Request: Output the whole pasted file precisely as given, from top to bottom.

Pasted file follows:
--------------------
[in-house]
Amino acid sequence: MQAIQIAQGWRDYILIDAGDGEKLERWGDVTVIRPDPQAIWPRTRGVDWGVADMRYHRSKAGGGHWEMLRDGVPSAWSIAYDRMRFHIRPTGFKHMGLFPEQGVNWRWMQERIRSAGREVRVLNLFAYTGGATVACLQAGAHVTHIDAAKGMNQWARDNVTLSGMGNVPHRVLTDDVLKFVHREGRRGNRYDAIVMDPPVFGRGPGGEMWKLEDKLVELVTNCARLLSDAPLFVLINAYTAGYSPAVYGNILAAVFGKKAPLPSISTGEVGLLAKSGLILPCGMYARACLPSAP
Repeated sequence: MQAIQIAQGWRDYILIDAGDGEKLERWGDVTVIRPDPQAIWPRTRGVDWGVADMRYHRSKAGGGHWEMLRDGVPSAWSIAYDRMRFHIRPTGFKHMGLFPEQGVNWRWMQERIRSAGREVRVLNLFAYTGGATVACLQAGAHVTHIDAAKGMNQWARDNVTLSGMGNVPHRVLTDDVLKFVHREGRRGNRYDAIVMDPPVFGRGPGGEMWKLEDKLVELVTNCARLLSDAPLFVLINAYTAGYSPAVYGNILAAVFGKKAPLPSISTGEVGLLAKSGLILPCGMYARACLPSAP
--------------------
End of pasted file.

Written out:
[in-house]
Amino acid sequence: MQAIQIAQGWRDYILIDAGDGEKLERWGDVTVIRPDPQAIWPRTRGVDWGVADMRYHRSKAGGGHWEMLRDGVPSAWSIAYDRMRFHIRPTGFKHMGLFPEQGVNWRWMQERIRSAGREVRVLNLFAYTGGATVACLQAGAHVTHIDAAKGMNQWARDNVTLSGMGNVPHRVLTDDVLKFVHREGRRGNRYDAIVMDPPVFGRGPGGEMWKLEDKLVELVTNCARLLSDAPLFVLINAYTAGYSPAVYGNILAAVFGKKAPLPSISTGEVGLLAKSGLILPCGMYARACLPSAP
Repeated sequence: MQAIQIAQGWRDYILIDAGDGEKLERWGDVTVIRPDPQAIWPRTRGVDWGVADMRYHRSKAGGGHWEMLRDGVPSAWSIAYDRMRFHIRPTGFKHMGLFPEQGVNWRWMQERIRSAGREVRVLNLFAYTGGATVACLQAGAHVTHIDAAKGMNQWARDNVTLSGMGNVPHRVLTDDVLKFVHREGRRGNRYDAIVMDPPVFGRGPGGEMWKLEDKLVELVTNCARLLSDAPLFVLINAYTAGYSPAVYGNILAAVFGKKAPLPSISTGEVGLLAKSGLILPCGMYARACLPSAP